The requests were filed just short of four years after the respondents' replies to the grounds of appeal. Despite the objections raised in these replies, for example as regards feature I, the appellant chose not to respond until the board had issued its preliminary opinion. If an appellant were to be allowed to wait until after the communication of the board to react, there would be no point in filing requests beforehand. The communication of the board was not a justifiable trigger to file new requests. In the present case, the communication of the board essentially dealt with the objections raised by the respondents, which were already on file almost four years before. Particular reference was made to the letter of respondent II dated 15 December 2015, which only mentioned one objection of added subject-matter, and to the letter of respondent I dated 21 January 2016. The very nature of appeal proceedings required the patent proprietor to address issues raised by the opponents in the first-instance proceedings, even if the opposition division took a different view on these issues in the impugned decision.

The auxiliary requests included a new claim 2 with an added feature not previously discussed in the proceedings. Whereas the amplitude of the sine wave was larger than the width of the channel in claim 5 as granted, the amendment now required a distance of the walls to equal two times the amplitude. Assuming the distance referred to the width of the channel, the amendment led to a significant change in the size of the channel, largely affecting the flow through it. Clearly, not all the objections were addressed or overcome in these requests, contrary to what could be expected of such late-filed requests in order to be found admissible.

Fourth auxiliary request

The amendments in claim 1 of the fourth auxiliary request did not comply with Article 123(2) EPC. Feature J was based on page 28 of the description as originally filed, where it was disclosed with the requirement that the amplitude was larger than the width between two walls. The combination of the features described on page 24 in respect of Figures 3b and 4 and those described on page 28 was very confusing. There was no unambiguous basis for combining them. It was irrelevant for assessing the basis of the amendments whether the amplitude-distance relationship was claimed separately. What counts was that features J and K were not originally disclosed in combination.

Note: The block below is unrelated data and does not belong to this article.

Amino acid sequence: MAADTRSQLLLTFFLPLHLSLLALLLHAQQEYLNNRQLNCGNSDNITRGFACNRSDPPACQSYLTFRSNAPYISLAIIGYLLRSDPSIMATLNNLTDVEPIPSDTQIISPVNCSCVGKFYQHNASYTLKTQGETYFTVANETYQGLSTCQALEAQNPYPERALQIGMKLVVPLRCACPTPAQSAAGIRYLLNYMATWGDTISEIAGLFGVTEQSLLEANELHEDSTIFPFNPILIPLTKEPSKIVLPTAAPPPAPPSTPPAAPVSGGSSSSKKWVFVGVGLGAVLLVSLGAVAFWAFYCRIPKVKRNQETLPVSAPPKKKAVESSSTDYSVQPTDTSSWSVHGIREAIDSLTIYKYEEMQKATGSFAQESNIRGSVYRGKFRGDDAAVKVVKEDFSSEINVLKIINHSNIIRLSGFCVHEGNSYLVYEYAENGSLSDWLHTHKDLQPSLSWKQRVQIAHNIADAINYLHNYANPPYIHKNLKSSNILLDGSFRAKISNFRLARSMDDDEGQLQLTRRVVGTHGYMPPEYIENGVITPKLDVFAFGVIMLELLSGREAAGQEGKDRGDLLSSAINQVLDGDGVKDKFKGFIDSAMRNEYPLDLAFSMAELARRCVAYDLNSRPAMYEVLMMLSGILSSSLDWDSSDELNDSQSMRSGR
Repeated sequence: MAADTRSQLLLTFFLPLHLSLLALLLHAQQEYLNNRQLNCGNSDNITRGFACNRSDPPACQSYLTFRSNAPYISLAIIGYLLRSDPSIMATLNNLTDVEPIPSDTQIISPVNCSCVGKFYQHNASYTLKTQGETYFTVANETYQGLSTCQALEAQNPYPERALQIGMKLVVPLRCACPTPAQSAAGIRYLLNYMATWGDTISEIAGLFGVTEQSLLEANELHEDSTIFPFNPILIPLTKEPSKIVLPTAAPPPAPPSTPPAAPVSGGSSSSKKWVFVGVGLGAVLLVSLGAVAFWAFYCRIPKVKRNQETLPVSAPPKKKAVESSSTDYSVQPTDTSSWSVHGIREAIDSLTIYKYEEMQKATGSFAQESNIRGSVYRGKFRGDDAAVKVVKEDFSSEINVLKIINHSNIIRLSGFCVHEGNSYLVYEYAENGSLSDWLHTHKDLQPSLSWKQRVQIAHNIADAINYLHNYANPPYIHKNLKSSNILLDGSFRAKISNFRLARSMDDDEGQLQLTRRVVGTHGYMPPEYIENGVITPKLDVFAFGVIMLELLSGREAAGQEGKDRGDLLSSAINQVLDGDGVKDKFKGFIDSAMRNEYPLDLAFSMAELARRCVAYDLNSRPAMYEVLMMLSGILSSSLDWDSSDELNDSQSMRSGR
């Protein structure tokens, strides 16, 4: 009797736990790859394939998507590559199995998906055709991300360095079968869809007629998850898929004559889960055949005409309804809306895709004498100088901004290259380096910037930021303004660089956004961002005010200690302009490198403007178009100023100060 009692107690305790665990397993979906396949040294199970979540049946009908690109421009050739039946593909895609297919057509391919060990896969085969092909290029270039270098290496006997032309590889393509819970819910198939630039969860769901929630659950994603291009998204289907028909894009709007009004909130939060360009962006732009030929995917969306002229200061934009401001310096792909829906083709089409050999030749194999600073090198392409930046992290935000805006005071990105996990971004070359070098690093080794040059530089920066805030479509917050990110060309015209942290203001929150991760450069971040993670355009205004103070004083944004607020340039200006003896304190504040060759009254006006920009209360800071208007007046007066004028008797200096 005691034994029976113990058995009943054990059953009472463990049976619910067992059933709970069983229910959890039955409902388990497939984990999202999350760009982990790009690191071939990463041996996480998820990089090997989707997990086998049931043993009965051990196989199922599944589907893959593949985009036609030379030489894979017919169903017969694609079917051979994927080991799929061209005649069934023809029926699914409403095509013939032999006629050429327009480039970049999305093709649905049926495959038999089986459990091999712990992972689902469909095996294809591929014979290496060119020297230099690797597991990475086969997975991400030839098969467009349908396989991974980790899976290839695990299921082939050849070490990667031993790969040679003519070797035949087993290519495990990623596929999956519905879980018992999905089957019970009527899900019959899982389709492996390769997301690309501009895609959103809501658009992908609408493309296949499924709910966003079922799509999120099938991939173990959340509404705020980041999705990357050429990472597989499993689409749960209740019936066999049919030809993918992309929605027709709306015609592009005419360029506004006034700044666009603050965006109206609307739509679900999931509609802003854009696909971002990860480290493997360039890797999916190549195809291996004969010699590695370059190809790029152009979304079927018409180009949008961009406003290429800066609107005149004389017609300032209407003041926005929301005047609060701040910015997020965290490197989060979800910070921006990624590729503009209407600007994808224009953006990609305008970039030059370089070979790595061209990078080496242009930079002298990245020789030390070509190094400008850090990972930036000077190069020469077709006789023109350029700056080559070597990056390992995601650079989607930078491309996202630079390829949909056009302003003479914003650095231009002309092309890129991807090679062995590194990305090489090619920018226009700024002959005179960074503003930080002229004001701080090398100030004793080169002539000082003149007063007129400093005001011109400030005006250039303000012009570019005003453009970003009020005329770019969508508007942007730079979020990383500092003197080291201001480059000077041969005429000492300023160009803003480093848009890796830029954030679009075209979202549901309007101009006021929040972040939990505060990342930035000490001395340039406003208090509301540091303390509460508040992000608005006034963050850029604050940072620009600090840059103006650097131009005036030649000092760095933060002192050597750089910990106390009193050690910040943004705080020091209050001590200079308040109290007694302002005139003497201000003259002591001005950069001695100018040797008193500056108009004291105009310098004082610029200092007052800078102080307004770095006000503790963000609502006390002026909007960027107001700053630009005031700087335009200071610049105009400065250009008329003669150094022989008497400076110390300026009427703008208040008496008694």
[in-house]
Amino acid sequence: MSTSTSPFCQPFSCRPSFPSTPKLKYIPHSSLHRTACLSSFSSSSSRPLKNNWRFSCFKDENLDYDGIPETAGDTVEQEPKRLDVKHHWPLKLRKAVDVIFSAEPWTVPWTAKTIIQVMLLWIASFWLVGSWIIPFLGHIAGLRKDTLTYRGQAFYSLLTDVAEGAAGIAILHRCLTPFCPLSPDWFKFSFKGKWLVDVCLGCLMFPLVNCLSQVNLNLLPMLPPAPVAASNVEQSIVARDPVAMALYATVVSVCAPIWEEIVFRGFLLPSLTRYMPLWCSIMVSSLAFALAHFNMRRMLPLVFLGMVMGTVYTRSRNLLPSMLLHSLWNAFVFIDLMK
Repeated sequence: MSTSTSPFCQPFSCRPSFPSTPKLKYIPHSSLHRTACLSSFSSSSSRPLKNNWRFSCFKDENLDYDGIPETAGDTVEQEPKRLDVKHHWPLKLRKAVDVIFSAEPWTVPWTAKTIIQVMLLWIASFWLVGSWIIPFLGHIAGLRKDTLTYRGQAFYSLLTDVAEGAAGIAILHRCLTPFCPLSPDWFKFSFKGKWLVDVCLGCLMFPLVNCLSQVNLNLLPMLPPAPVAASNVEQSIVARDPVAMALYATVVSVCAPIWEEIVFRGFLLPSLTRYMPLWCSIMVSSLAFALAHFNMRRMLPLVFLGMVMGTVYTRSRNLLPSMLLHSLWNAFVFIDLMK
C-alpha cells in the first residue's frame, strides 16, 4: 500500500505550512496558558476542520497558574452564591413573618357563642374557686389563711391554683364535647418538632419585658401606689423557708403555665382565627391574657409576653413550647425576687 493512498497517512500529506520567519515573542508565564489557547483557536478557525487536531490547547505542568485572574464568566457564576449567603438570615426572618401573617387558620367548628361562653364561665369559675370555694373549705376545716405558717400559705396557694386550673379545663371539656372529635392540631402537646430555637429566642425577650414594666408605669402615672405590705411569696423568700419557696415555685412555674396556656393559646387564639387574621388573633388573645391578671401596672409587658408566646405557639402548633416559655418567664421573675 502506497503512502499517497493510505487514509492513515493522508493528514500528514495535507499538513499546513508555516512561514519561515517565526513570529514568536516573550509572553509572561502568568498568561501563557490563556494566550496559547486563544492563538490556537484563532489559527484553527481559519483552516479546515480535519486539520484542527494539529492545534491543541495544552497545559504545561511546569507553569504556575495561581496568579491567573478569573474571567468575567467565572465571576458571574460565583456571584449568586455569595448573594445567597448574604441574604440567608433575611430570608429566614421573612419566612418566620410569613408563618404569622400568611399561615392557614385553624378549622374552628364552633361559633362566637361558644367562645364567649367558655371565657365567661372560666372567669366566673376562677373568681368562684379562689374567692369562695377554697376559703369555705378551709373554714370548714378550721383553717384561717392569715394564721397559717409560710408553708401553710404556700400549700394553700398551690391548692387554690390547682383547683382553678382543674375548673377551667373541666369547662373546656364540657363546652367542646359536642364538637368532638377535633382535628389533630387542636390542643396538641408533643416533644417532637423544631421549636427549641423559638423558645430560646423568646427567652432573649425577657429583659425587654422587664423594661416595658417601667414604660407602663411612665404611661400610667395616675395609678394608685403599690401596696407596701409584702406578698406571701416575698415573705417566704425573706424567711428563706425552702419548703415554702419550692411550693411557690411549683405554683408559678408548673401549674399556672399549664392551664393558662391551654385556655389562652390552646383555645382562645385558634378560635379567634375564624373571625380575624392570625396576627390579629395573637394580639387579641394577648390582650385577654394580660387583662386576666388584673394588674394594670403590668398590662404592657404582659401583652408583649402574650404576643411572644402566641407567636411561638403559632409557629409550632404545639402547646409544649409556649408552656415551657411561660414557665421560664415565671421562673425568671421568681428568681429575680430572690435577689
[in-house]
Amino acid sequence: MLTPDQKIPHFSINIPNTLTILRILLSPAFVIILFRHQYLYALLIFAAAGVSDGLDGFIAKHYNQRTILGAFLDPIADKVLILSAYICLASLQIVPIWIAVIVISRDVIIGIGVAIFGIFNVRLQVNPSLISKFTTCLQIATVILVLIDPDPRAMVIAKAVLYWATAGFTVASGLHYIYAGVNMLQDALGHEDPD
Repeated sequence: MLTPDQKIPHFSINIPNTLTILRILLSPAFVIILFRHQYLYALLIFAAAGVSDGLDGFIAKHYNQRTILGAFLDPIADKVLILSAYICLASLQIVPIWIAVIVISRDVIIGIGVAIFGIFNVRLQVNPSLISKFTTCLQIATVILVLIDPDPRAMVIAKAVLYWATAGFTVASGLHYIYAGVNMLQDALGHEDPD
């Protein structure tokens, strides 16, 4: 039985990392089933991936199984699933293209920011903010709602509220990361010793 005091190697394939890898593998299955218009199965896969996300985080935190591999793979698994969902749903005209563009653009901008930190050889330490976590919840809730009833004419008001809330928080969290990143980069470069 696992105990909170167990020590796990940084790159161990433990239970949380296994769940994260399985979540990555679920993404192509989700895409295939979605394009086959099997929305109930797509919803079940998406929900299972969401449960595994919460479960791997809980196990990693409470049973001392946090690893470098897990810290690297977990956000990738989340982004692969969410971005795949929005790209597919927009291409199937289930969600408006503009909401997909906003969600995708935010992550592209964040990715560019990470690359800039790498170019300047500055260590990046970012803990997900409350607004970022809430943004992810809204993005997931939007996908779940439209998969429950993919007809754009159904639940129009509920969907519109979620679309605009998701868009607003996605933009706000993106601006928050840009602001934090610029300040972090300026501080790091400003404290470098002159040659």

Reimbursement of the appeal fee

Reimbursement of the appeal fee should be refused. None of the alleged deficiencies in the proceedings before the department of first instance constituted a substantial procedural violation.

Apportionment of costs

The request for apportionment of costs should be refused. In the absence of an express decision on the apportionment of costs, each party bore its own costs. The appellant did not apply for apportionment of costs during the proceedings before the opposition division. Thus, the appellant had to bear its own costs. In addition, the requested apportionment would not be equitable, because the opposition division was entitled to reject the auxiliary request. It was not clear from whom the apportionment was sought. The appellant's grievance appeared to be with the opposition division rather than with the opponents.

Reasons for the Decision

Procedural status of parties

1. Under Article 107, second sentence, EPC, the parties to proceedings before the department of first instance are also parties to the ensuing appeal proceedings, even if they have not filed an appeal. Therefore, where more than one party to opposition proceedings lodges an appeal and one of them subsequently withdraws its appeal, it becomes a party as of right under Article 107 EPC, provided the other appeal(s) is(are) admissible.